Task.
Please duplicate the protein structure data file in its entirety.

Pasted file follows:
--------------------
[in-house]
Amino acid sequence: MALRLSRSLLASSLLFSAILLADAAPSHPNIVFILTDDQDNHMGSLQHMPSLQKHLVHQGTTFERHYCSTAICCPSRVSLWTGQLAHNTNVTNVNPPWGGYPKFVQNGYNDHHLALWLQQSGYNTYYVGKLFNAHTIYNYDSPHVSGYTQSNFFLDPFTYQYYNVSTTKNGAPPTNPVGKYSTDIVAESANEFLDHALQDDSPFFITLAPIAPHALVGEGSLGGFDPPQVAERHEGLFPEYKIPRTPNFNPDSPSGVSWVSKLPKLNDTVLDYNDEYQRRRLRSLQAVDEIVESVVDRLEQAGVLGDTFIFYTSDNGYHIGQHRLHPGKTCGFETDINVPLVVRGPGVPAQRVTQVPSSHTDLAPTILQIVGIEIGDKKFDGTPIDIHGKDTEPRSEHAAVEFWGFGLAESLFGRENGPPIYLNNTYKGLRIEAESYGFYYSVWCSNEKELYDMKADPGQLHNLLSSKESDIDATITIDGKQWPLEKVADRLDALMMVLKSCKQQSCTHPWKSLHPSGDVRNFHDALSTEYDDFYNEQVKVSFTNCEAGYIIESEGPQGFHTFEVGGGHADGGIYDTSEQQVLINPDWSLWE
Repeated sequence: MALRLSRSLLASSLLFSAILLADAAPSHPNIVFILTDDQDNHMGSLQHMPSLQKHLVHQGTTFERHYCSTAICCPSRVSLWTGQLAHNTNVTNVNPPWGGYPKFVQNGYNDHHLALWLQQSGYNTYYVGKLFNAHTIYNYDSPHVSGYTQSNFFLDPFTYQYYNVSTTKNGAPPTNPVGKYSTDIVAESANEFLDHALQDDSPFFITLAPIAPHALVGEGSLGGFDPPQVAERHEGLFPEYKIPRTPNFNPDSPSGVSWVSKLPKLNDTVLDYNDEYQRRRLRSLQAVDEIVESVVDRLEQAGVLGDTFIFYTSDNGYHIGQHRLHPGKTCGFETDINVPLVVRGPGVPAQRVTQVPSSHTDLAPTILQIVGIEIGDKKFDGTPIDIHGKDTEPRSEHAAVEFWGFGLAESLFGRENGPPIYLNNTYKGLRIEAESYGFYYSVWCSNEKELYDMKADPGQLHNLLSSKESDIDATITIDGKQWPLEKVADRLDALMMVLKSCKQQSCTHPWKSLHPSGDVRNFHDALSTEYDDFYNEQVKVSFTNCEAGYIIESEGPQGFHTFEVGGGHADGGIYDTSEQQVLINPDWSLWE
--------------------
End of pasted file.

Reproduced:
[in-house]
Amino acid sequence: MALRLSRSLLASSLLFSAILLADAAPSHPNIVFILTDDQDNHMGSLQHMPSLQKHLVHQGTTFERHYCSTAICCPSRVSLWTGQLAHNTNVTNVNPPWGGYPKFVQNGYNDHHLALWLQQSGYNTYYVGKLFNAHTIYNYDSPHVSGYTQSNFFLDPFTYQYYNVSTTKNGAPPTNPVGKYSTDIVAESANEFLDHALQDDSPFFITLAPIAPHALVGEGSLGGFDPPQVAERHEGLFPEYKIPRTPNFNPDSPSGVSWVSKLPKLNDTVLDYNDEYQRRRLRSLQAVDEIVESVVDRLEQAGVLGDTFIFYTSDNGYHIGQHRLHPGKTCGFETDINVPLVVRGPGVPAQRVTQVPSSHTDLAPTILQIVGIEIGDKKFDGTPIDIHGKDTEPRSEHAAVEFWGFGLAESLFGRENGPPIYLNNTYKGLRIEAESYGFYYSVWCSNEKELYDMKADPGQLHNLLSSKESDIDATITIDGKQWPLEKVADRLDALMMVLKSCKQQSCTHPWKSLHPSGDVRNFHDALSTEYDDFYNEQVKVSFTNCEAGYIIESEGPQGFHTFEVGGGHADGGIYDTSEQQVLINPDWSLWE
Repeated sequence: MALRLSRSLLASSLLFSAILLADAAPSHPNIVFILTDDQDNHMGSLQHMPSLQKHLVHQGTTFERHYCSTAICCPSRVSLWTGQLAHNTNVTNVNPPWGGYPKFVQNGYNDHHLALWLQQSGYNTYYVGKLFNAHTIYNYDSPHVSGYTQSNFFLDPFTYQYYNVSTTKNGAPPTNPVGKYSTDIVAESANEFLDHALQDDSPFFITLAPIAPHALVGEGSLGGFDPPQVAERHEGLFPEYKIPRTPNFNPDSPSGVSWVSKLPKLNDTVLDYNDEYQRRRLRSLQAVDEIVESVVDRLEQAGVLGDTFIFYTSDNGYHIGQHRLHPGKTCGFETDINVPLVVRGPGVPAQRVTQVPSSHTDLAPTILQIVGIEIGDKKFDGTPIDIHGKDTEPRSEHAAVEFWGFGLAESLFGRENGPPIYLNNTYKGLRIEAESYGFYYSVWCSNEKELYDMKADPGQLHNLLSSKESDIDATITIDGKQWPLEKVADRLDALMMVLKSCKQQSCTHPWKSLHPSGDVRNFHDALSTEYDDFYNEQVKVSFTNCEAGYIIESEGPQGFHTFEVGGGHADGGIYDTSEQQVLINPDWSLWE